The Stress of Service Jobs

Aubrey Roemmich, Editor

The service industry employes the most people out of any industry in the US and it is also one of the most taxing industries to be a part of. Jobs that are considered to be a part of this industry are very diverse, but their common denominator is dealing with the general public. From retail workers to servers to bank tellers to hairstylists, the list of service industry jobs is long and the stresses that come with it are even longer.  

My first job was at JC Penny. I was 16 years old working short shifts after school and on weekends, and for the most part, it was fine. My coworkers were nice, and my manager was cool. When it was not busy, I would walk around putting away clothes pretending to be a personal shopper. But then someone would come in and ruin it all. One really bad day consisted of me having to cover someone’s shift in the men’s section by myself. I rarely worked in the men’s section and only when the store really needed it, so I had no idea where anything was or anything about men’s clothes. A middle-aged guy came in with his three sons, one of them being a boy from my math class and wanted help picking out suits. I very nicely explained that the suit guy was out of town, and I was just covering. Obviously upset by this he still asked me question after question I could not answer. Finally, he asked me, “well do you know anything?” He bought a few things that day, but his son could not look me in the eyes for the rest of the semester.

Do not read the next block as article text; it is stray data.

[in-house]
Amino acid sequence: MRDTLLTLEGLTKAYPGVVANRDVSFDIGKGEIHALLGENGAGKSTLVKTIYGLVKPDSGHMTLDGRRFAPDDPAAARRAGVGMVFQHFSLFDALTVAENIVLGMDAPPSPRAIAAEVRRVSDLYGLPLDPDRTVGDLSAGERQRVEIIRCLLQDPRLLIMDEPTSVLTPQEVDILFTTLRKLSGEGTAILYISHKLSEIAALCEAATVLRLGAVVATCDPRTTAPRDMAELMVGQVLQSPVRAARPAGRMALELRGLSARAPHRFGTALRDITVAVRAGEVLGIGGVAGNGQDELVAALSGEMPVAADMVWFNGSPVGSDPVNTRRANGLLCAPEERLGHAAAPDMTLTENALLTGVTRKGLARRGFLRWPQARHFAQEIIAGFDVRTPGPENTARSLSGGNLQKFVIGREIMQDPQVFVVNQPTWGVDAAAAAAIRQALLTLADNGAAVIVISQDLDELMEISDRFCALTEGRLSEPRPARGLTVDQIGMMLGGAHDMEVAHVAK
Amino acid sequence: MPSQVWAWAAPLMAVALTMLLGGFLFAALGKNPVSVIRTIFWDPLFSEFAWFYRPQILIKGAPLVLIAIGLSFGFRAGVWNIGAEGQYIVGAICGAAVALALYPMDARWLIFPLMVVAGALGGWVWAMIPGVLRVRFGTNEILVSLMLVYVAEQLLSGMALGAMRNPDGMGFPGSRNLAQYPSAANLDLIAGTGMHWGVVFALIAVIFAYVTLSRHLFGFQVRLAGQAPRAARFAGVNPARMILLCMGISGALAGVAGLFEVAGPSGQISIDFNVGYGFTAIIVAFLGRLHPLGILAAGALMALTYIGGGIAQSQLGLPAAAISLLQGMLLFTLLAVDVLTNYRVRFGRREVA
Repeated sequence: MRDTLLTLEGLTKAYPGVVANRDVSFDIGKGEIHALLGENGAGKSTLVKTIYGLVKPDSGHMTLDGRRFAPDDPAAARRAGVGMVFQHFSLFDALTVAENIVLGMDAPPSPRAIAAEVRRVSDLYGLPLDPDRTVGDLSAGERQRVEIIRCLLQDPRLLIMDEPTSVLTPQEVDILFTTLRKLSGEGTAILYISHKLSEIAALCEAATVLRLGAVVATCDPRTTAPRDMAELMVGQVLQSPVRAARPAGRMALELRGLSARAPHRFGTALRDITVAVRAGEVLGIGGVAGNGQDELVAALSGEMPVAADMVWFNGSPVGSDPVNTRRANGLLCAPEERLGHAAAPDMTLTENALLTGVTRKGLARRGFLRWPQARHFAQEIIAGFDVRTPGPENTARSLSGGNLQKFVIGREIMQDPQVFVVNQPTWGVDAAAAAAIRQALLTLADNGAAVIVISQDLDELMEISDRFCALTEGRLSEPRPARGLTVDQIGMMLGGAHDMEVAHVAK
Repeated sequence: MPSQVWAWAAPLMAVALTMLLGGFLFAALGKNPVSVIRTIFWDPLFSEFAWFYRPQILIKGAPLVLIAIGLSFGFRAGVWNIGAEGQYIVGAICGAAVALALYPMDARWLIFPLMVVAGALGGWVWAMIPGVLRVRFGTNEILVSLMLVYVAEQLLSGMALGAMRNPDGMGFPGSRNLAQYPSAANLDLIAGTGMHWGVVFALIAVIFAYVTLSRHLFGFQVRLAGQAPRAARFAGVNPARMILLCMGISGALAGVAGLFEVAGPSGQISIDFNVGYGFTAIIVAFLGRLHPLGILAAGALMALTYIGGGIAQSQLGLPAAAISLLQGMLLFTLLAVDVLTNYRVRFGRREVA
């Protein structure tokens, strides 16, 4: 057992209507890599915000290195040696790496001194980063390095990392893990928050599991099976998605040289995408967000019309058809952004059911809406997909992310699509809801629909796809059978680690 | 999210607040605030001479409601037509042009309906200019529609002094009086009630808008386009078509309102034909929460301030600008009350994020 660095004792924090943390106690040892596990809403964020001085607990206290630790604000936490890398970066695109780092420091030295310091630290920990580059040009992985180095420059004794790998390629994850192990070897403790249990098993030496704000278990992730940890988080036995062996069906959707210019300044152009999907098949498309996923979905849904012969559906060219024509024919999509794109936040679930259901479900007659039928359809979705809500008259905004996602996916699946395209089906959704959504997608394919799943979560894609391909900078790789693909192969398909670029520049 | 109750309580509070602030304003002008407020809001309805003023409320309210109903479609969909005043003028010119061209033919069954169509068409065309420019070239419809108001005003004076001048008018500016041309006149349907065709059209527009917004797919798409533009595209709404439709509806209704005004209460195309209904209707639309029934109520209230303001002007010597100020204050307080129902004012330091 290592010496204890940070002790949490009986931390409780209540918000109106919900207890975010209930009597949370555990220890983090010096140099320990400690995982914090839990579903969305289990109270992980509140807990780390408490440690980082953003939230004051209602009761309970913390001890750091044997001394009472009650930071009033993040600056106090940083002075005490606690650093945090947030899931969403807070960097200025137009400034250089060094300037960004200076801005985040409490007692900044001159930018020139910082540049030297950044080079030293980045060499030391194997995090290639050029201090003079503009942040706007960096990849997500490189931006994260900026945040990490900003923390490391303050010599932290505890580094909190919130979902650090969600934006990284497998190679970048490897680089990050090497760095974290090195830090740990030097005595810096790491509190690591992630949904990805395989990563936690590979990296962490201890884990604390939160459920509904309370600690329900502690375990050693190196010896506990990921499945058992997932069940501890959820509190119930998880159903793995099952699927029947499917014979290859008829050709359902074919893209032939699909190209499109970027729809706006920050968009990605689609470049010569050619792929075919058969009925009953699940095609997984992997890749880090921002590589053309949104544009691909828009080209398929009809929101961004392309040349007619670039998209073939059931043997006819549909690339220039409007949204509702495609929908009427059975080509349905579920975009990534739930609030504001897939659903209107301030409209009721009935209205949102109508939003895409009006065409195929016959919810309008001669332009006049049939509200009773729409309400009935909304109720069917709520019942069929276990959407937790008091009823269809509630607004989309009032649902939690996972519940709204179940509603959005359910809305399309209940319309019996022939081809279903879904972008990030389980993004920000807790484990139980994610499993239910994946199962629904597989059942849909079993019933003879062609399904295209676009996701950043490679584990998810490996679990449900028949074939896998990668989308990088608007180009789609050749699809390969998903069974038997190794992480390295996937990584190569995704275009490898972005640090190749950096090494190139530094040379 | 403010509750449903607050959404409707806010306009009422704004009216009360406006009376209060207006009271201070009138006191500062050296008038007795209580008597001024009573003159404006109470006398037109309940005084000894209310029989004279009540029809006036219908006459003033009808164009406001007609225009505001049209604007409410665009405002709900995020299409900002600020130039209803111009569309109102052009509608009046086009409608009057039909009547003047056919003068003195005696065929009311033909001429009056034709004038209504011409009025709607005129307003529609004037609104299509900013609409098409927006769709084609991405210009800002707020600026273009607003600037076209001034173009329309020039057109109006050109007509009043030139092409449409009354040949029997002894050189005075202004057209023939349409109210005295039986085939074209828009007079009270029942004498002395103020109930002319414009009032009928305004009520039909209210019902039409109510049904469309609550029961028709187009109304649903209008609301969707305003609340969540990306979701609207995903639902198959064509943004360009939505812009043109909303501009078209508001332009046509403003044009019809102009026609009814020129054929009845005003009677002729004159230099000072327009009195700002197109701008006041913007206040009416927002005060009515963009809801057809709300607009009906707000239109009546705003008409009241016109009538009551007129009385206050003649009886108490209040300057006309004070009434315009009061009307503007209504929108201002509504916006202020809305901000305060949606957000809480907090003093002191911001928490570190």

One job I am glad I have never had is as a server at a restaurant. Many of my friends are servers and the stories they tell are horrifying. From rude kids leaving tips under glasses of water to strange men hitting on them, I could not imagine working for significantly below minimum wage in hopes of getting good tips.  

In general, most service jobs are easy, entry level jobs for high school and college students. But what this means is that along with the stresses of school, these individuals also must deal with the stress of a job that works with the public. While most customers are kind and fun to work with, there are always the few who seem hell bent on making employee’s lives difficult. My advice to all students who work in the service industry is to remember that jobs are not personal and that no job is worth sacrificing your health for. Most students need to work through school, it is an inevitability of life, but being able to separate yourself from your job will bring you a lot more peace in the long run. 


Aubrey Roemmich is a Dakota Student Section Editor. She can be reached at [email protected]